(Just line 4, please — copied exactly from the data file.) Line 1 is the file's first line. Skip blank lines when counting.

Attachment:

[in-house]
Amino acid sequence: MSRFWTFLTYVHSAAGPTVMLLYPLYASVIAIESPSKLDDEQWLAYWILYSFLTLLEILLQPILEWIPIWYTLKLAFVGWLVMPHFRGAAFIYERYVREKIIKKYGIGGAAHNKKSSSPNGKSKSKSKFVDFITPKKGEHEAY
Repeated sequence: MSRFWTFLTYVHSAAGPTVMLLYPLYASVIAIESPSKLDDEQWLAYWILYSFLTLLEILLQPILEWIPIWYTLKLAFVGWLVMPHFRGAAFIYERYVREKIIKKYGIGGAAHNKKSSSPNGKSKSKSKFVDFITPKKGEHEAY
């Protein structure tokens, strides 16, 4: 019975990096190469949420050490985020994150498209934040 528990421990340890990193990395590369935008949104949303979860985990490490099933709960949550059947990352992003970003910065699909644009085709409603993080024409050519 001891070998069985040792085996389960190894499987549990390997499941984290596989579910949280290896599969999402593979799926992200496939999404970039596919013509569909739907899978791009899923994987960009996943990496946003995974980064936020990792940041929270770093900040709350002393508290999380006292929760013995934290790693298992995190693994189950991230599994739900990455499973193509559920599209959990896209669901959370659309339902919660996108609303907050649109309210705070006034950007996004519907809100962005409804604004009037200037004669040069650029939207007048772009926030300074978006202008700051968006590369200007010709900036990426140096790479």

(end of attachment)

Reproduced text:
């Protein structure tokens, strides 16, 4: 019975990096190469949420050490985020994150498209934040 528990421990340890990193990395590369935008949104949303979860985990490490099933709960949550059947990352992003970003910065699909644009085709409603993080024409050519 001891070998069985040792085996389960190894499987549990390997499941984290596989579910949280290896599969999402593979799926992200496939999404970039596919013509569909739907899978791009899923994987960009996943990496946003995974980064936020990792940041929270770093900040709350002393508290999380006292929760013995934290790693298992995190693994189950991230599994739900990455499973193509559920599209959990896209669901959370659309339902919660996108609303907050649109309210705070006034950007996004519907809100962005409804604004009037200037004669040069650029939207007048772009926030300074978006202008700051968006590369200007010709900036990426140096790479």